MANILA, Philippines – It’s for the historic Anda Monument’s own protection.
This was the reason given by the National Historical Commission of the Philippines (NHCP) for agreeing to the possible transfer of the monument from its present site in a roundabout in Bonifacio Drive in Manila.
The Department of Public Works and Highways (DPWH) has been criticized by historical conservationists for this plan.
The DPWH has not yet finalized plans of where to move the monument. But according to NHCP Chairperson Maria Serena Diokno, the commission’s recommendation in 2012 was to transfer the monument to Maestranza Plaza inside Intramuros, also in Manila.
“We agreed to the transfer to protect the monument because of heavy vehicle flow in the area. If even just one car goes off course, it could damage the monument,” Diokno told Rappler on Tuesday, September 9.
Vehicles going to and fro the Manila Port Area, Roxas Boulevard, Navotas, Malabon, and Intramuros pass through the roundabout where the monument is located. Increased activity in the port and the city’s growing population has led to traffic congestion in the area.
Diokno clarified, however, that the NHCP’s agreement was to a recommendation made by the Intramuros Administration back in 2012.
She hasn’t been approached by the DPWH regarding more recent plans.
The DPWH is planning to remove the Anda Monument within the next two weeks.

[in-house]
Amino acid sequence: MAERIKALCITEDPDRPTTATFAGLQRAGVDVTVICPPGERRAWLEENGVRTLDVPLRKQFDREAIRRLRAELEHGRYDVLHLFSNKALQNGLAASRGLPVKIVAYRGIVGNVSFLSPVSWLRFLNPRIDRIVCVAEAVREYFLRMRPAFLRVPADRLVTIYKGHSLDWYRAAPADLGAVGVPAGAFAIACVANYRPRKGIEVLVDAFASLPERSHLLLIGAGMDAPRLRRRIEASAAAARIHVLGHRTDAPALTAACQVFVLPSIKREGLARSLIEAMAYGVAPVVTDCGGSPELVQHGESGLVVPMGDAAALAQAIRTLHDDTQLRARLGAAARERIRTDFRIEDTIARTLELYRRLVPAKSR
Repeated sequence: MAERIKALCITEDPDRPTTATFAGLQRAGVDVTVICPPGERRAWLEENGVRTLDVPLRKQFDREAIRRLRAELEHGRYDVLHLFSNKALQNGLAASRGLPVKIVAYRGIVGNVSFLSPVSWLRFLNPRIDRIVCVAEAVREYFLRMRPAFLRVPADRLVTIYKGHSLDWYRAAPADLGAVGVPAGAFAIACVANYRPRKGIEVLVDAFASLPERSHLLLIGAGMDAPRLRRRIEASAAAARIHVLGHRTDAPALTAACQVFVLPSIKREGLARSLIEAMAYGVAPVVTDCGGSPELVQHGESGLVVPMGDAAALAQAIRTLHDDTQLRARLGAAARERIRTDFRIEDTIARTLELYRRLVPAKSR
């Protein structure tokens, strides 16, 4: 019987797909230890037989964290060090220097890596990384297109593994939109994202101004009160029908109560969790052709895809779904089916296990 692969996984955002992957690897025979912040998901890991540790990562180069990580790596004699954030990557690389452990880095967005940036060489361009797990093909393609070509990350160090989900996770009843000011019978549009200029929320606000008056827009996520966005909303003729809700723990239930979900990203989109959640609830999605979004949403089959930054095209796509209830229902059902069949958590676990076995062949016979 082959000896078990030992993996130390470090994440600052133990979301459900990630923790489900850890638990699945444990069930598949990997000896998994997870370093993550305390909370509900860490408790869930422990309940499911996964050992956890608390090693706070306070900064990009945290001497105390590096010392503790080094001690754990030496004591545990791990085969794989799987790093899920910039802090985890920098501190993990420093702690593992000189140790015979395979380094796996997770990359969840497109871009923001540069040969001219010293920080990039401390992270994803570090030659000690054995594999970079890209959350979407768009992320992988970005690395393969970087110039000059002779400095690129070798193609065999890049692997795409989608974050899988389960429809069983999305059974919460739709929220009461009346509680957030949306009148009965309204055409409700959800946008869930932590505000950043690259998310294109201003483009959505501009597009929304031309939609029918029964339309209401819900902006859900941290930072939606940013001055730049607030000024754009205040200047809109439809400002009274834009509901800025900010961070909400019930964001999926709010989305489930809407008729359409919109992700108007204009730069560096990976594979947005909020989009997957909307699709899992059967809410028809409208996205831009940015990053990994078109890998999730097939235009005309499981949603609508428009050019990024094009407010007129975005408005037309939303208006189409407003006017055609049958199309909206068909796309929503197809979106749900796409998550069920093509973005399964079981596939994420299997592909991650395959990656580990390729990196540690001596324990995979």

The Anda Circle, of which the monument is the centerpiece, will be turned into an intersection with a center island and traffic lights.
The goal is to free up traffic flow especially for trucks going to and from the Port Area.
Maestranza Plaza, meanwhile, “is like a park,” Diokno said. “The monument will be well protected.”
The plaza used to be Intramuros’ port area and saw the height of the Mexico-Manila galleon trade.
It won’t be the first time the Anda Monument would be moved around.
Until the 1960s, it was in its original location along Pasig River near where the Del Pan Bridge is now.
But with the construction of the bridge, the monument was moved to its present location, said Diokno.
She refuted the statement of DPWH-National Capital Region head Reynaldo Tagudando that the monument “has no historical value,” as quoted by GMA News.
Though it does not have a historical marker, the Anda Monument has historical significance since it was constructed in 1871 during the Spanish colonial era.
Its age more than qualifies it for protection as an “important cultural property.” The National Cultural Heritage Act of 2009 defines this as structures dating at least 50 years old.
This label protects it against “exportation, modification, or demolition,” reads the law.
The Anda Monument commemorates Simon de Anda, the lieutenant governor-general of the Philippines during the two-year British invasion of Manila. In 1770, he became the governor-general. – Rappler.com